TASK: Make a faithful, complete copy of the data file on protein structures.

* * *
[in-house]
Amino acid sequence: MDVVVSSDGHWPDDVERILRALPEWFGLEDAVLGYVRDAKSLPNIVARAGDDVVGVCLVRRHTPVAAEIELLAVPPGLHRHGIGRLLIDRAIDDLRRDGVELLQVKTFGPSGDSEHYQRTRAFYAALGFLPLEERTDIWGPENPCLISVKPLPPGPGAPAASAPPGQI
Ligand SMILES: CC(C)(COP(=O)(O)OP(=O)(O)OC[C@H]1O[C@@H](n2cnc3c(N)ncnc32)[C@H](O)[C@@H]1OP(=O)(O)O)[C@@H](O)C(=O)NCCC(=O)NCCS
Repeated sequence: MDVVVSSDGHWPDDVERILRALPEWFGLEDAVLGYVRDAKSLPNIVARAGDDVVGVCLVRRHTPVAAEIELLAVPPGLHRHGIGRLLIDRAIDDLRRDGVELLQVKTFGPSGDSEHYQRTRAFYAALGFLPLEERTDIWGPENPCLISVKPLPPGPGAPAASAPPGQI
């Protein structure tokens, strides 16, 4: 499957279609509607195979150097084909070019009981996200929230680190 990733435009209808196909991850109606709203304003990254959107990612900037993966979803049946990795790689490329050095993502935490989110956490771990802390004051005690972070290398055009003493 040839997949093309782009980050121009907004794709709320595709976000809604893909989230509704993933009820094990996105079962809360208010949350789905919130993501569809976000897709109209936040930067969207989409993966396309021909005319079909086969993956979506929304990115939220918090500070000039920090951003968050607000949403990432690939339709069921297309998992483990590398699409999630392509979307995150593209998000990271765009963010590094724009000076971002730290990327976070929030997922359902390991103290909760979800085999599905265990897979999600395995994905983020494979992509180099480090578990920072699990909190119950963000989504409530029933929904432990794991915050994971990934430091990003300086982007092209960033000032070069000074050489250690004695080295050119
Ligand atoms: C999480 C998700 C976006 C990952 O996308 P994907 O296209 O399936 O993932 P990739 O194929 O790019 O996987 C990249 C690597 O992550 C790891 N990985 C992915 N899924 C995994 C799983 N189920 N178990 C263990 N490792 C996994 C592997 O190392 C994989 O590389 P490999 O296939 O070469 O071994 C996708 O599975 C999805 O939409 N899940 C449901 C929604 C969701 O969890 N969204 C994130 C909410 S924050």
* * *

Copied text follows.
[in-house]
Amino acid sequence: MDVVVSSDGHWPDDVERILRALPEWFGLEDAVLGYVRDAKSLPNIVARAGDDVVGVCLVRRHTPVAAEIELLAVPPGLHRHGIGRLLIDRAIDDLRRDGVELLQVKTFGPSGDSEHYQRTRAFYAALGFLPLEERTDIWGPENPCLISVKPLPPGPGAPAASAPPGQI
Ligand SMILES: CC(C)(COP(=O)(O)OP(=O)(O)OC[C@H]1O[C@@H](n2cnc3c(N)ncnc32)[C@H](O)[C@@H]1OP(=O)(O)O)[C@@H](O)C(=O)NCCC(=O)NCCS
Repeated sequence: MDVVVSSDGHWPDDVERILRALPEWFGLEDAVLGYVRDAKSLPNIVARAGDDVVGVCLVRRHTPVAAEIELLAVPPGLHRHGIGRLLIDRAIDDLRRDGVELLQVKTFGPSGDSEHYQRTRAFYAALGFLPLEERTDIWGPENPCLISVKPLPPGPGAPAASAPPGQI
């Protein structure tokens, strides 16, 4: 499957279609509607195979150097084909070019009981996200929230680190 990733435009209808196909991850109606709203304003990254959107990612900037993966979803049946990795790689490329050095993502935490989110956490771990802390004051005690972070290398055009003493 040839997949093309782009980050121009907004794709709320595709976000809604893909989230509704993933009820094990996105079962809360208010949350789905919130993501569809976000897709109209936040930067969207989409993966396309021909005319079909086969993956979506929304990115939220918090500070000039920090951003968050607000949403990432690939339709069921297309998992483990590398699409999630392509979307995150593209998000990271765009963010590094724009000076971002730290990327976070929030997922359902390991103290909760979800085999599905265990897979999600395995994905983020494979992509180099480090578990920072699990909190119950963000989504409530029933929904432990794991915050994971990934430091990003300086982007092209960033000032070069000074050489250690004695080295050119
Ligand atoms: C999480 C998700 C976006 C990952 O996308 P994907 O296209 O399936 O993932 P990739 O194929 O790019 O996987 C990249 C690597 O992550 C790891 N990985 C992915 N899924 C995994 C799983 N189920 N178990 C263990 N490792 C996994 C592997 O190392 C994989 O590389 P490999 O296939 O070469 O071994 C996708 O599975 C999805 O939409 N899940 C449901 C929604 C969701 O969890 N969204 C994130 C909410 S924050």